We must be honest with ourselves as we go through this process, as it takes a bit of bravery to let our items go. At this stage, the critical task is to ask ourselves, do we use or need everything we’ve been holding on to? If not, let it go! However, there is nothing wrong with keeping things that are valuable to you. It’s essential to re-evaluate your belongings and eventually minimize them if they are practical for you and make sense in your life.
That said, the goal is to have fewer items in your keep box and a more significant number of items packed away in the other boxes. There are seven boxes, which means there are seven opportunities for decluttering. So use them all!
Step Three: Restore. Remove. Release.
Now that we have quickly placed our possessions in their appropriate boxes, it’s time for real action.
Here we will be focusing on the items in the “keep” box.
The keep box: Now is the time to re-evaluate the items in this box. Pull them out, one by one. Ask yourself, again, how essential each item is to you.
If it’s a book, ask whether or not you’ve read it already or would like to reread it in the future. If you don’t think you’ll reread the book any time soon, consider putting it in the stow, sell, or donate box.
If you decide to keep the book, you want it on display or easily accessible–in a closet or storage room. I typically put the majority of my keep items out of sight and then put only the things that bring me the most joy on display.
Here we will be focusing on the items in the “relocate, recycle, and stow” boxes.
The relocate box: If your home is anything like mine: dishes, clothes, and other easily transported household items tend to be strewn all over the place. When decluttering room by room, you should have placed anything that doesn’t belong in the room you are decluttering and put them in the relocate box. Now is the time to put it back where it belongs.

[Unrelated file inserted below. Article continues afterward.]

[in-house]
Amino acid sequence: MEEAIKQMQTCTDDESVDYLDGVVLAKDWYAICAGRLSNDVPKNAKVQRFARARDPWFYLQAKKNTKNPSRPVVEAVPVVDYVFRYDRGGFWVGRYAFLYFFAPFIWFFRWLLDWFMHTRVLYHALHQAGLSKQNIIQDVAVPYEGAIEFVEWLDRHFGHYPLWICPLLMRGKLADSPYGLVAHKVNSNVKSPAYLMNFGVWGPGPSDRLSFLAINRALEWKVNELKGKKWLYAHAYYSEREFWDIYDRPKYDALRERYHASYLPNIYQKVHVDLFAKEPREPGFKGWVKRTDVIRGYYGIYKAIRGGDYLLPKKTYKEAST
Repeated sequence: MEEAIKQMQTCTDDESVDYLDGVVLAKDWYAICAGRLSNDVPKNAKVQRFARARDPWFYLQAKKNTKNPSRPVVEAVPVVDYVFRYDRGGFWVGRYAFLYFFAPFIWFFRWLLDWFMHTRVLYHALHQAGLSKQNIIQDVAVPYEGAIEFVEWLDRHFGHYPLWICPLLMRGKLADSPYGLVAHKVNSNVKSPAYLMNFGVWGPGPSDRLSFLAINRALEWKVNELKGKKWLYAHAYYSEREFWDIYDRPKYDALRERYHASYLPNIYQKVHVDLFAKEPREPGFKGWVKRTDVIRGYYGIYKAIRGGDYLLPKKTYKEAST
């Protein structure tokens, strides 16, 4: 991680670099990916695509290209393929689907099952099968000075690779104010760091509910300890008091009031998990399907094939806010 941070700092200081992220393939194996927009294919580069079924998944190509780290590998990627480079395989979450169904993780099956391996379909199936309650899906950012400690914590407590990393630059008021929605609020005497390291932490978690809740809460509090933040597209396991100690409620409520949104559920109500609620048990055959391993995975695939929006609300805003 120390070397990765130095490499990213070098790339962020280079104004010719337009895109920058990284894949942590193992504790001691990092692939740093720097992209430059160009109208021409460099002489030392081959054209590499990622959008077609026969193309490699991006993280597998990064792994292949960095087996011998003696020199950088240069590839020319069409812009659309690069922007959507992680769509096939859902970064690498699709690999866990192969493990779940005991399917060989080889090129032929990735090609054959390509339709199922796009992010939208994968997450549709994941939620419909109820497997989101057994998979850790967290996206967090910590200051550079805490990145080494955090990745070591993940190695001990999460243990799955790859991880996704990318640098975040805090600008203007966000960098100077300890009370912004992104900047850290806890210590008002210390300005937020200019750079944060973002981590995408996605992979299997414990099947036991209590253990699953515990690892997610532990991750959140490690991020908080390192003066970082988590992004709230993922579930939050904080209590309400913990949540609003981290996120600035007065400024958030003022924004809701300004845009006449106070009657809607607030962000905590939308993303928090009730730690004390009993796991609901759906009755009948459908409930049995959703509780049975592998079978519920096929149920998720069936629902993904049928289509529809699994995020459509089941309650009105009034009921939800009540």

The recycle box: I can’t tell you how many shirts I have with buttons missing. I usually hang them back up, convincing myself I’ll fix them later. I never do. It will be more practical to collectively bring these items to a sewist for mending with these items grouped.
Or, you can do so yourself. An excellent way to make this task easier is to mend the items while watching TV. I once re-buttoned five shirts during a football game! If the fix is complicated or expensive, it may be time to give up on the item and let it go!
The stow box: These items can be put in separate, more permanent containers or bins and stored in places that aren’t as easily accessible: the basement, attic, or garage. There if you need them, but no cluttering up your home.
Tip! I like to label each bin by category and keep a notebook describing the items in each container. This way, if I eventually need something from a bit, I don’t have to rifle through each of them to find what I’m looking for; I can look in my notebook instead.
Now, for the hard part. For the items that did not make it into the “keep, relocate, recycle or stow” boxes… it’s time to say goodbye!
The Donate Box: If you feel good about the idea of giving the item to someone you know who needs it more than you do, or take it to a local charity. Some charitable institutions allow you to write off your donations on your taxes! So keep track of all contributions you made during this journey.
The Sell Box: Another great way to make extra cash for yourself is to put the items you no longer want up for sale on craigslist or eBay. Or, if you find yourself with many things, big and small, try a weekend garage sale.
The Dump Box: If a broken item is beyond repair or just plain unsalvageable, you will want to go ahead and dump it in the trash.
However, before you do, try to think of a few alternative uses for each remaining item before throwing it away. For instance: I couldn’t bring myself to throw away my bike bag because even though I don’t bike anymore, I loved the memories of my bike trips. Instead, I cut it up and used the pieces to do new projects. Reusing items helps me feel like I’m giving some creative use to these items that otherwise would go to waste.
That’s it! That’s all there is to it. Follow these three simple decluttering steps using the seven-box method, and you will be on your way to a more minimalist decluttered lifestyle.
Now, it’s up to you to get started.
Decluttering can be a daunting task for many people, but the benefits are well worth the time and energy that goes into it.
Don’t let the process overwhelm you. Tackle this project one room at a time. Once you’ve completed decluttering one area of your home, move on to the next, until eventually, you’ll have transformed your entire home into a peaceful sanctuary that reflects your unique style.